Linearly primitive implies cyclic-center

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Statement

Verbal statement

If a group has a faithful irreducible representation over complex numbers, then the center of the group is cyclic.

Property-theoretic statement

The group property of having a faithful irreducible representation over complex numbers (viz the property of being a linearly primitive group) implies the group property of having a cyclic center (viz the property of being a cyclic-center group).

Symbolic statement

Let G be a group with a faithful irreducible representation \rho over complex numbers. Then, Z(G) is a cyclic group.

Generalizations

It is in fact true that if a group has a faithful irreducible representation over any field of characteristic zero, then the center of the group is cyclic.

Proof

The proof follows from two facts.

Center goes to scalars

Schur's lemma states that for an irreducible representation \rho:G \to GL(V), the only elements of GL(V) that commute with everything in \rho(G) are the scalar matrices.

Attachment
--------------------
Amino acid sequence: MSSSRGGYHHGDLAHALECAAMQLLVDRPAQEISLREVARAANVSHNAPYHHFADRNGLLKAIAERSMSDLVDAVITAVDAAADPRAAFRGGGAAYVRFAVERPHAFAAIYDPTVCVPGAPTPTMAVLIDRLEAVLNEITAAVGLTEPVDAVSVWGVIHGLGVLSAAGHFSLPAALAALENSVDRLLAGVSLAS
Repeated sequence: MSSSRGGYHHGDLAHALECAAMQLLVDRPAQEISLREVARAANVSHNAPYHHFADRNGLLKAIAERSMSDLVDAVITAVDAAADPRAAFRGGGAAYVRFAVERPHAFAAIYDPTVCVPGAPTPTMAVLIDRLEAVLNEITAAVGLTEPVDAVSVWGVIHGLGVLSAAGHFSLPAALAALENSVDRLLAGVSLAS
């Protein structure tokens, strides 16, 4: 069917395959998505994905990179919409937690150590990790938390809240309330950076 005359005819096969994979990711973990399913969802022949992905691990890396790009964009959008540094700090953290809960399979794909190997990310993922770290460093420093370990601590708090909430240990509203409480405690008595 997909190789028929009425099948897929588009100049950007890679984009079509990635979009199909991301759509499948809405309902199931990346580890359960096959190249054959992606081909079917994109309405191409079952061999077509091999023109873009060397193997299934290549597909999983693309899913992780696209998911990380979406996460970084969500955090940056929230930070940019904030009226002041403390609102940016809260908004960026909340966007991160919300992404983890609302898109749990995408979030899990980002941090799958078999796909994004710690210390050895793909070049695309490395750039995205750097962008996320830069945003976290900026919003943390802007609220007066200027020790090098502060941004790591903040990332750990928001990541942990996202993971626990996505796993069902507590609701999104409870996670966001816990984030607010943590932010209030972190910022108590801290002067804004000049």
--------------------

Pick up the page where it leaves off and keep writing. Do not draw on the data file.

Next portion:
Since the image of any element in Z(G) must commute with everything in \rho(G), we conclude that the image of any element in Z(G) is scalar.

In particular, thus, we have a homomorphism from Z(G) to the multiplicative group of complex numbers (\mathbb{C}^*).

In particular, if \rho is faithful, Z(G) is embedded as a subgroup of \mathbb{C}^*.

Any finite subgroup of multiplicative group of complex numbers is cyclic

We know that the finite subgroups of the multiplicative group of complex numbers are precisely the cyclic groups of d^{th} roots of unity. These are always cyclic groups.

Combining these two facts, we obtain that the center is always cyclic.